Maxwell Fry and Jane Drew were pioneers of Modern Architecture in Britain and its former colonies from the late 1920s through to the early 1970s. As a barometer of twentieth century architecture, their work traces the major cultural developments of that century from the development of modernism, its spread into the late-colonial arena and finally, to its re-evaluation that resulted in a more expressive, formalist approach in the post-war era. This book thoroughly examines Fry and Drew's highly influential 'Tropical Architecture' in West Africa and India, whilst also discussing their British work, such as their post World War II projects for the Festival of Britain, Harlow New Town, Pilkington Brothers’ Headquarters and Coychurch Crematorium. It highlights the collaborative nature of Fry and Drew's work, including schemes undertaken with Elizabeth Denby, Walter Gropius, Denys Lasdun, Pierre Jeanneret and Le Corbusier. Positioning their architecture, writing and educational endeavours within a wider context, this book illustrates the significant artistic and cultural contributions made by Fry and Drew throughout their lengthy careers.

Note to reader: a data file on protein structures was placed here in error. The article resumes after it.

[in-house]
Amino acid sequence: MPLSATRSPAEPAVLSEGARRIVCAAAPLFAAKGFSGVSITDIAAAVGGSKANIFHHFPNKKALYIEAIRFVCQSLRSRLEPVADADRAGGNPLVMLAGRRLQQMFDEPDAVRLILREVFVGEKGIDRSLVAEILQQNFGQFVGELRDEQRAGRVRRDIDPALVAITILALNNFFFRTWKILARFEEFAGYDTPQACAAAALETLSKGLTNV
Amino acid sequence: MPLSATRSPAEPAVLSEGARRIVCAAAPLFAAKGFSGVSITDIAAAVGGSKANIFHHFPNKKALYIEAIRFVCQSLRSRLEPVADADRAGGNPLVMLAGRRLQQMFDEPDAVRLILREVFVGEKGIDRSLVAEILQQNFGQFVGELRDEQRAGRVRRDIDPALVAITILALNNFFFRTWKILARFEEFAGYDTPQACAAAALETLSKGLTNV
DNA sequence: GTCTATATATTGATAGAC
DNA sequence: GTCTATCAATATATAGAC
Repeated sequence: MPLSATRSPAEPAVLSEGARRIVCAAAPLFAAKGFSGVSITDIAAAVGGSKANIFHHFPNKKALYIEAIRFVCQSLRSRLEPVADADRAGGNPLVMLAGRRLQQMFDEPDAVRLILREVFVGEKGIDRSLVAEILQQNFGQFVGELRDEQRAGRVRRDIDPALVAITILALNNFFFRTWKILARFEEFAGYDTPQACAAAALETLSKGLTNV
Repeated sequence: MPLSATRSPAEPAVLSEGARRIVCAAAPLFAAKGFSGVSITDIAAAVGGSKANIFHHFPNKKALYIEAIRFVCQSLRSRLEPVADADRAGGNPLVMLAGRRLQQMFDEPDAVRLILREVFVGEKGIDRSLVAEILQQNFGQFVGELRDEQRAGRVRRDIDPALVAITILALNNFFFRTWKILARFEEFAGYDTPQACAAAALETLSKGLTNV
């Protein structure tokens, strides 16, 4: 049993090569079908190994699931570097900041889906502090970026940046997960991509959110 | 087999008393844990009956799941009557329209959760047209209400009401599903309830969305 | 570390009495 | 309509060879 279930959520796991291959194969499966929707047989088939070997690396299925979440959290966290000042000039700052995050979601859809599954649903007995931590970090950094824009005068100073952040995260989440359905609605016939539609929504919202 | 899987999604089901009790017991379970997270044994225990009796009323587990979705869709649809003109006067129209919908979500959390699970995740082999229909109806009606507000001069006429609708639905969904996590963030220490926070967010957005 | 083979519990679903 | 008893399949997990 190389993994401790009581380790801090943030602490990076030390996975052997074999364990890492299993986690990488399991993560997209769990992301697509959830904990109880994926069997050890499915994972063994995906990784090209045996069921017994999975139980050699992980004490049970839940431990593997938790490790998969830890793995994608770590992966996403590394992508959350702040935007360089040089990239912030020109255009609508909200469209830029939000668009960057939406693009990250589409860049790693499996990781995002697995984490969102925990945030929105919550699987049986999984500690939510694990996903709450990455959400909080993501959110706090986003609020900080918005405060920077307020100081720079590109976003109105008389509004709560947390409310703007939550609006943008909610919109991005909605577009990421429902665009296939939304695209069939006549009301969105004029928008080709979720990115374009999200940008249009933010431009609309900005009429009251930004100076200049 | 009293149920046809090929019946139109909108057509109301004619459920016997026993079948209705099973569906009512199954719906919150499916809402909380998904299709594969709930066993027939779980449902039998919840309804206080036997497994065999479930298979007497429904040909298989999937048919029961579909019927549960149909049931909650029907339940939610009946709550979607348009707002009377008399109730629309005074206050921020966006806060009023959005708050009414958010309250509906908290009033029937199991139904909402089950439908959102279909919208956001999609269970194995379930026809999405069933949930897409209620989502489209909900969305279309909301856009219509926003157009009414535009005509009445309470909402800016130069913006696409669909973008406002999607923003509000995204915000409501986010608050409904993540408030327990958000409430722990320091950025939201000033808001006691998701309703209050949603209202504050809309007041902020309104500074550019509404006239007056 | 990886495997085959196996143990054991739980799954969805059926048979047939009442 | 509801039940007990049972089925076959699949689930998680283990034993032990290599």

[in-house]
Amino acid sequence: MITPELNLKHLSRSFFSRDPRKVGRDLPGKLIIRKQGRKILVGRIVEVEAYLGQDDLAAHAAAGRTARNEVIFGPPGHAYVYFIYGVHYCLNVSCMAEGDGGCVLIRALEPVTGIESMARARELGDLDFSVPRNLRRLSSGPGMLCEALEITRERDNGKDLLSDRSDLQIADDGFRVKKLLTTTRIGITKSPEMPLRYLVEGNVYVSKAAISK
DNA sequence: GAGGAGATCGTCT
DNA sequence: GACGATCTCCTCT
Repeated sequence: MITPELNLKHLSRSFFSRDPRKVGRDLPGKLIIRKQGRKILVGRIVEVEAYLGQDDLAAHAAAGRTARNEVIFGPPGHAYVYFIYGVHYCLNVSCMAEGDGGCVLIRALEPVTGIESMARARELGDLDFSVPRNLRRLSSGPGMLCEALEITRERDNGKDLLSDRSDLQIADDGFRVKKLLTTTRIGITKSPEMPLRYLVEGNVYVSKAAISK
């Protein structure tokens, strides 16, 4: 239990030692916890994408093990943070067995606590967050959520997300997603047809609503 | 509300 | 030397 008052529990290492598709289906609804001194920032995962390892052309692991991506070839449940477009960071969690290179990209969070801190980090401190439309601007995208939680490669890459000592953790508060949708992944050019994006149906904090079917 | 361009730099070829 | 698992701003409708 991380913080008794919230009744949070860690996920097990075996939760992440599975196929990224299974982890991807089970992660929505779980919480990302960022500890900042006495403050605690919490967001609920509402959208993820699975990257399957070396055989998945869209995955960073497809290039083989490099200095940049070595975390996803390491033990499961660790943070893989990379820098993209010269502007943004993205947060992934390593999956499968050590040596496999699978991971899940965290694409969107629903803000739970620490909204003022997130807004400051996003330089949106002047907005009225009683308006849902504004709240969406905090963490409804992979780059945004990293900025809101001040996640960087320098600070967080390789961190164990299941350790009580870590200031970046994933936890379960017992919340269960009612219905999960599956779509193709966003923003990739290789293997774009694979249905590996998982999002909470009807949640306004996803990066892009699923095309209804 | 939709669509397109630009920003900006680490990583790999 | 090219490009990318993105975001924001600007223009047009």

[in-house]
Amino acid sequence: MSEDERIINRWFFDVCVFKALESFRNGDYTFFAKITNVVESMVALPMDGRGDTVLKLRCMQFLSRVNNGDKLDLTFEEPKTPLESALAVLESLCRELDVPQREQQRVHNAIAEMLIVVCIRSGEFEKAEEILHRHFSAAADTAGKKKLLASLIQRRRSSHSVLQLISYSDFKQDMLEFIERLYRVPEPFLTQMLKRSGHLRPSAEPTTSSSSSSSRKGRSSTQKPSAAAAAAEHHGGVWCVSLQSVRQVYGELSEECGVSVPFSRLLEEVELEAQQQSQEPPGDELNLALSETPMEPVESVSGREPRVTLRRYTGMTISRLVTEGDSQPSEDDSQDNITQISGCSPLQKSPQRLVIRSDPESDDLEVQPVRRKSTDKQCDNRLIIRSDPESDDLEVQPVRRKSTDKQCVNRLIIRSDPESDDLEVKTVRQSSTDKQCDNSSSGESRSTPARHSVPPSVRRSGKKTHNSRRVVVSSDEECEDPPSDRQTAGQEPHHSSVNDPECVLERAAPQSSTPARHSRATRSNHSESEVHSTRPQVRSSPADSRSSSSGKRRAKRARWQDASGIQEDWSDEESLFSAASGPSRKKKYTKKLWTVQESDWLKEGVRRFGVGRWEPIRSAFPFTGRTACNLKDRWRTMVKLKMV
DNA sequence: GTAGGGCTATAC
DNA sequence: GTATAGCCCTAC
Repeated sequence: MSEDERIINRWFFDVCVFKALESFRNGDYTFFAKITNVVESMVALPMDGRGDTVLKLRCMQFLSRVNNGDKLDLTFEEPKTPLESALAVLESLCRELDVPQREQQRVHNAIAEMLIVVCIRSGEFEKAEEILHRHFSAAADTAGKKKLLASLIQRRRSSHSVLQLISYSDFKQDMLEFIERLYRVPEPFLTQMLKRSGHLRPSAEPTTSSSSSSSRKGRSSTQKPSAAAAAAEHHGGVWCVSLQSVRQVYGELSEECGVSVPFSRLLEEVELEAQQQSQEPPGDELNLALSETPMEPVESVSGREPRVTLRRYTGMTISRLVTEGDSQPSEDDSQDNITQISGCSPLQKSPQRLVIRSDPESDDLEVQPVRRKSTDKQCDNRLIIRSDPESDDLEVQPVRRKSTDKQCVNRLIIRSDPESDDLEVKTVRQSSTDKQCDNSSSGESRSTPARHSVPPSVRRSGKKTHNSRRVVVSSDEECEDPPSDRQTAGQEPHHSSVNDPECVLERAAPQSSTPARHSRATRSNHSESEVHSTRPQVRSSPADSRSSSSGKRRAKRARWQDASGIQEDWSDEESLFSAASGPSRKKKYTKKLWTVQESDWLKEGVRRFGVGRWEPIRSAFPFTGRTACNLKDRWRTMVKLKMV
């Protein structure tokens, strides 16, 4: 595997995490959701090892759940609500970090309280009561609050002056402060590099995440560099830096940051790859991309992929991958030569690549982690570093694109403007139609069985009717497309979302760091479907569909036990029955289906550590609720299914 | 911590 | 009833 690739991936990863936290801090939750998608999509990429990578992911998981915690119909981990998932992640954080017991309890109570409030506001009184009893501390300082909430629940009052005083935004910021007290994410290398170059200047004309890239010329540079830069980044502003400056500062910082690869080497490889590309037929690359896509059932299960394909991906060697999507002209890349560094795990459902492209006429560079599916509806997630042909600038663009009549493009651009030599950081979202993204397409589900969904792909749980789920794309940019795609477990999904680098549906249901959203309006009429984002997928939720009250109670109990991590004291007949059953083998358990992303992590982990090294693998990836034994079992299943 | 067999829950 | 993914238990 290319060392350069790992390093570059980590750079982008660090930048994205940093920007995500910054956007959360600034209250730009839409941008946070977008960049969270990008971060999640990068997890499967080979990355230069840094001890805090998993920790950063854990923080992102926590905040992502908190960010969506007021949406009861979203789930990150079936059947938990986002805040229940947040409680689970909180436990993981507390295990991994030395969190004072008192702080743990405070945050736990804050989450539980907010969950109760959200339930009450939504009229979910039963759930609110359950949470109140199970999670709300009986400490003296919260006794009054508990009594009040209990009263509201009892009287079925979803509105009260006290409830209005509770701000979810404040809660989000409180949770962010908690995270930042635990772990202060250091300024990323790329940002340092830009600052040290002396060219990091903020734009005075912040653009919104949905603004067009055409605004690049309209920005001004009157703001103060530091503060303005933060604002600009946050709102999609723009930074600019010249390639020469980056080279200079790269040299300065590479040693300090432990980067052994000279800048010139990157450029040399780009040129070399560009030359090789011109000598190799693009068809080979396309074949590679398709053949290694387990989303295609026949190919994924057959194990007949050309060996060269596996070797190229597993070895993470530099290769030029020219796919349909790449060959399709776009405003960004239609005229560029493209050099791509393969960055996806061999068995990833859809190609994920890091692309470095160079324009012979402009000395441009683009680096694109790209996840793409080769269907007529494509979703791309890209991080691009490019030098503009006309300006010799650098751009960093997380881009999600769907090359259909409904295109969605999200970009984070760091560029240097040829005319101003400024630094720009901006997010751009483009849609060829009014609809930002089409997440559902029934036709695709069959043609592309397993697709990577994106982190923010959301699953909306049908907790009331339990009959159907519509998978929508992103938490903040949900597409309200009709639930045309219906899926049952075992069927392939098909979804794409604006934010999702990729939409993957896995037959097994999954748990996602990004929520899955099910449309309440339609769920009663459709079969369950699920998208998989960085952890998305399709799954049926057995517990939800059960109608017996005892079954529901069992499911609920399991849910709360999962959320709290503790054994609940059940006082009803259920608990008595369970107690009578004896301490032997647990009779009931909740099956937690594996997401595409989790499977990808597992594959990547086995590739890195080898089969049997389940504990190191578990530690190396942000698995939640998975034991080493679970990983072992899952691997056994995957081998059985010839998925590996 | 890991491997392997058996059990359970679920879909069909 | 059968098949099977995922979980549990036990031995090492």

About the Author
Table of ContentsContents: Introduction; From classical beginnings; Thirties’ development; Jane Drew and the partnership’s origins; West Africa: planning, village housing and new schools for Ghana; The development and reassessment of tropical architecture in West Africa; Chandigarh and the tropics revisited; Humanism and monumentality (a post-war compromise); Conclusions; Chronology; Bibliography; Index.